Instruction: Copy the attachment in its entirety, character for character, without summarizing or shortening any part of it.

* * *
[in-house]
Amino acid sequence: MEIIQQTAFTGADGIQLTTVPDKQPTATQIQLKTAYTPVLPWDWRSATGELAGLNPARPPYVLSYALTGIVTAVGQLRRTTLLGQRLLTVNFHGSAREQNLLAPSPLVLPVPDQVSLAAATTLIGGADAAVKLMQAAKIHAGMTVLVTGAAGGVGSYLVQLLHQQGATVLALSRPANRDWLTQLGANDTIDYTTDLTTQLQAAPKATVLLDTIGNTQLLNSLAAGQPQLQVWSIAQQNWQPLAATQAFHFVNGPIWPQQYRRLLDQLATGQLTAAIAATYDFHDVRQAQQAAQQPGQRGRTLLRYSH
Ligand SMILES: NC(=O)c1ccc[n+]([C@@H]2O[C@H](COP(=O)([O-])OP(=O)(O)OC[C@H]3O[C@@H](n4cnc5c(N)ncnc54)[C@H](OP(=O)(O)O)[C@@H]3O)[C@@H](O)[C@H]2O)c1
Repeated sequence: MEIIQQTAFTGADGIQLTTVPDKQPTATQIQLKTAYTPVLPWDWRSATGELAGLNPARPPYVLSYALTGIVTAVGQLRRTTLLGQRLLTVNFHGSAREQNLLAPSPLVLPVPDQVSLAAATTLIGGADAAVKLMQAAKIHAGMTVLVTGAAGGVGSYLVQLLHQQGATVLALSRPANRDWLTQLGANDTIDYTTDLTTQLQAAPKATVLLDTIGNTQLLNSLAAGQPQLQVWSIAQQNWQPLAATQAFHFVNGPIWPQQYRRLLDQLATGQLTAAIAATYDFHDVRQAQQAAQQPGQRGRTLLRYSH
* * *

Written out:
[in-house]
Amino acid sequence: MEIIQQTAFTGADGIQLTTVPDKQPTATQIQLKTAYTPVLPWDWRSATGELAGLNPARPPYVLSYALTGIVTAVGQLRRTTLLGQRLLTVNFHGSAREQNLLAPSPLVLPVPDQVSLAAATTLIGGADAAVKLMQAAKIHAGMTVLVTGAAGGVGSYLVQLLHQQGATVLALSRPANRDWLTQLGANDTIDYTTDLTTQLQAAPKATVLLDTIGNTQLLNSLAAGQPQLQVWSIAQQNWQPLAATQAFHFVNGPIWPQQYRRLLDQLATGQLTAAIAATYDFHDVRQAQQAAQQPGQRGRTLLRYSH
Ligand SMILES: NC(=O)c1ccc[n+]([C@@H]2O[C@H](COP(=O)([O-])OP(=O)(O)OC[C@H]3O[C@@H](n4cnc5c(N)ncnc54)[C@H](OP(=O)(O)O)[C@@H]3O)[C@@H](O)[C@H]2O)c1
Repeated sequence: MEIIQQTAFTGADGIQLTTVPDKQPTATQIQLKTAYTPVLPWDWRSATGELAGLNPARPPYVLSYALTGIVTAVGQLRRTTLLGQRLLTVNFHGSAREQNLLAPSPLVLPVPDQVSLAAATTLIGGADAAVKLMQAAKIHAGMTVLVTGAAGGVGSYLVQLLHQQGATVLALSRPANRDWLTQLGANDTIDYTTDLTTQLQAAPKATVLLDTIGNTQLLNSLAAGQPQLQVWSIAQQNWQPLAATQAFHFVNGPIWPQQYRRLLDQLATGQLTAAIAATYDFHDVRQAQQAAQQPGQRGRTLLRYSH